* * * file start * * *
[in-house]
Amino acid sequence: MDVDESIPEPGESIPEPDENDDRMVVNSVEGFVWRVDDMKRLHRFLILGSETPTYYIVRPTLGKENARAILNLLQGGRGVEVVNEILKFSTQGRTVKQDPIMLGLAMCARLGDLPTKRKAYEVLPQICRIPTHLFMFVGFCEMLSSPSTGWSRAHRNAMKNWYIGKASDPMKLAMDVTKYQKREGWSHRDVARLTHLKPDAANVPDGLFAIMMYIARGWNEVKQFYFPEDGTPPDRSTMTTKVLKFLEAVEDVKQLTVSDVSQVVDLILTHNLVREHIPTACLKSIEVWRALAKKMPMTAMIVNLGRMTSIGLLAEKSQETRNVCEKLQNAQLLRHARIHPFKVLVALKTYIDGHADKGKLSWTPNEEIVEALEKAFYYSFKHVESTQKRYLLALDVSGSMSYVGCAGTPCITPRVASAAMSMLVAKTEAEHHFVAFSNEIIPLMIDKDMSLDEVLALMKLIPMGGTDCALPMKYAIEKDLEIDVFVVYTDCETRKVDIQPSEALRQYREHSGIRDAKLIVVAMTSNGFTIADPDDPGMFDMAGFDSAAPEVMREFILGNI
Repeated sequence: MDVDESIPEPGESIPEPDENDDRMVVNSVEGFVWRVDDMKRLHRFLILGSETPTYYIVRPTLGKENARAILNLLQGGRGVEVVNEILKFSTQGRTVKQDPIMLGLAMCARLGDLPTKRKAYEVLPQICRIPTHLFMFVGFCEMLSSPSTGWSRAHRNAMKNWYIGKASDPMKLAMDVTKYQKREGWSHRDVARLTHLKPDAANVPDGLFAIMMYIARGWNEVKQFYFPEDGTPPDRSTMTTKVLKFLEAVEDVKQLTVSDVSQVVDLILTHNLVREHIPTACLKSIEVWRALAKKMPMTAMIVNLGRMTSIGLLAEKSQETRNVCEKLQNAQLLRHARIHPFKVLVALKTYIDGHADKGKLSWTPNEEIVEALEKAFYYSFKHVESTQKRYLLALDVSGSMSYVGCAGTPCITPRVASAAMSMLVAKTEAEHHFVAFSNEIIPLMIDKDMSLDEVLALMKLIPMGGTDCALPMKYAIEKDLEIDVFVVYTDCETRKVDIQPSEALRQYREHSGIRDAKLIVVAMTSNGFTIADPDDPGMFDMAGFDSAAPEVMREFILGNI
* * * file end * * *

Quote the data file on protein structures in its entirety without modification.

[in-house]
Amino acid sequence: MDVDESIPEPGESIPEPDENDDRMVVNSVEGFVWRVDDMKRLHRFLILGSETPTYYIVRPTLGKENARAILNLLQGGRGVEVVNEILKFSTQGRTVKQDPIMLGLAMCARLGDLPTKRKAYEVLPQICRIPTHLFMFVGFCEMLSSPSTGWSRAHRNAMKNWYIGKASDPMKLAMDVTKYQKREGWSHRDVARLTHLKPDAANVPDGLFAIMMYIARGWNEVKQFYFPEDGTPPDRSTMTTKVLKFLEAVEDVKQLTVSDVSQVVDLILTHNLVREHIPTACLKSIEVWRALAKKMPMTAMIVNLGRMTSIGLLAEKSQETRNVCEKLQNAQLLRHARIHPFKVLVALKTYIDGHADKGKLSWTPNEEIVEALEKAFYYSFKHVESTQKRYLLALDVSGSMSYVGCAGTPCITPRVASAAMSMLVAKTEAEHHFVAFSNEIIPLMIDKDMSLDEVLALMKLIPMGGTDCALPMKYAIEKDLEIDVFVVYTDCETRKVDIQPSEALRQYREHSGIRDAKLIVVAMTSNGFTIADPDDPGMFDMAGFDSAAPEVMREFILGNI
Repeated sequence: MDVDESIPEPGESIPEPDENDDRMVVNSVEGFVWRVDDMKRLHRFLILGSETPTYYIVRPTLGKENARAILNLLQGGRGVEVVNEILKFSTQGRTVKQDPIMLGLAMCARLGDLPTKRKAYEVLPQICRIPTHLFMFVGFCEMLSSPSTGWSRAHRNAMKNWYIGKASDPMKLAMDVTKYQKREGWSHRDVARLTHLKPDAANVPDGLFAIMMYIARGWNEVKQFYFPEDGTPPDRSTMTTKVLKFLEAVEDVKQLTVSDVSQVVDLILTHNLVREHIPTACLKSIEVWRALAKKMPMTAMIVNLGRMTSIGLLAEKSQETRNVCEKLQNAQLLRHARIHPFKVLVALKTYIDGHADKGKLSWTPNEEIVEALEKAFYYSFKHVESTQKRYLLALDVSGSMSYVGCAGTPCITPRVASAAMSMLVAKTEAEHHFVAFSNEIIPLMIDKDMSLDEVLALMKLIPMGGTDCALPMKYAIEKDLEIDVFVVYTDCETRKVDIQPSEALRQYREHSGIRDAKLIVVAMTSNGFTIADPDDPGMFDMAGFDSAAPEVMREFILGNI